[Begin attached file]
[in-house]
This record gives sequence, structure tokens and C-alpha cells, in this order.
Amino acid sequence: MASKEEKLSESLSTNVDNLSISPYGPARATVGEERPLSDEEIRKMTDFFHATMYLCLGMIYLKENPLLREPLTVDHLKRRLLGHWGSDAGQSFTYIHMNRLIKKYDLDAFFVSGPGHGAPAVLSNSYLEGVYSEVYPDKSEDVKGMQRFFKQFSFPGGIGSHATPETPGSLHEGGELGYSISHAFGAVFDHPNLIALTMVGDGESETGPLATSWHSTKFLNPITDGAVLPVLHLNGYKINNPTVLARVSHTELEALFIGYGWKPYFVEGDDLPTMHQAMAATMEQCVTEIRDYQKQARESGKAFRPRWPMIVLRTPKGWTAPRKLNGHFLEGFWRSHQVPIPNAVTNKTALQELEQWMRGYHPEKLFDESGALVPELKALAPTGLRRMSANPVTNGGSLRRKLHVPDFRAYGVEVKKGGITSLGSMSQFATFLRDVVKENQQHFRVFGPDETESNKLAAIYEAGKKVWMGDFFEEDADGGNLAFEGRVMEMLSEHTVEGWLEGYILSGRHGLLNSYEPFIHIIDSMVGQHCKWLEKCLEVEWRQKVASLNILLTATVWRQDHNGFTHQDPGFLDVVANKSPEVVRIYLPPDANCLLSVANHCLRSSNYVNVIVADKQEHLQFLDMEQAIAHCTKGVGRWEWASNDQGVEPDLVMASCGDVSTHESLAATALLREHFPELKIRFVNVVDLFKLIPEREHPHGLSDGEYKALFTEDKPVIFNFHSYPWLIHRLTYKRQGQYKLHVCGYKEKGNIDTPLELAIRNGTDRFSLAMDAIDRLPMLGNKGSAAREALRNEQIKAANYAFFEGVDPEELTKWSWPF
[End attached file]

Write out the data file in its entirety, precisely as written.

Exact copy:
[in-house]
This record gives sequence, structure tokens and C-alpha cells, in this order.
Amino acid sequence: MASKEEKLSESLSTNVDNLSISPYGPARATVGEERPLSDEEIRKMTDFFHATMYLCLGMIYLKENPLLREPLTVDHLKRRLLGHWGSDAGQSFTYIHMNRLIKKYDLDAFFVSGPGHGAPAVLSNSYLEGVYSEVYPDKSEDVKGMQRFFKQFSFPGGIGSHATPETPGSLHEGGELGYSISHAFGAVFDHPNLIALTMVGDGESETGPLATSWHSTKFLNPITDGAVLPVLHLNGYKINNPTVLARVSHTELEALFIGYGWKPYFVEGDDLPTMHQAMAATMEQCVTEIRDYQKQARESGKAFRPRWPMIVLRTPKGWTAPRKLNGHFLEGFWRSHQVPIPNAVTNKTALQELEQWMRGYHPEKLFDESGALVPELKALAPTGLRRMSANPVTNGGSLRRKLHVPDFRAYGVEVKKGGITSLGSMSQFATFLRDVVKENQQHFRVFGPDETESNKLAAIYEAGKKVWMGDFFEEDADGGNLAFEGRVMEMLSEHTVEGWLEGYILSGRHGLLNSYEPFIHIIDSMVGQHCKWLEKCLEVEWRQKVASLNILLTATVWRQDHNGFTHQDPGFLDVVANKSPEVVRIYLPPDANCLLSVANHCLRSSNYVNVIVADKQEHLQFLDMEQAIAHCTKGVGRWEWASNDQGVEPDLVMASCGDVSTHESLAATALLREHFPELKIRFVNVVDLFKLIPEREHPHGLSDGEYKALFTEDKPVIFNFHSYPWLIHRLTYKRQGQYKLHVCGYKEKGNIDTPLELAIRNGTDRFSLAMDAIDRLPMLGNKGSAAREALRNEQIKAANYAFFEGVDPEELTKWSWPF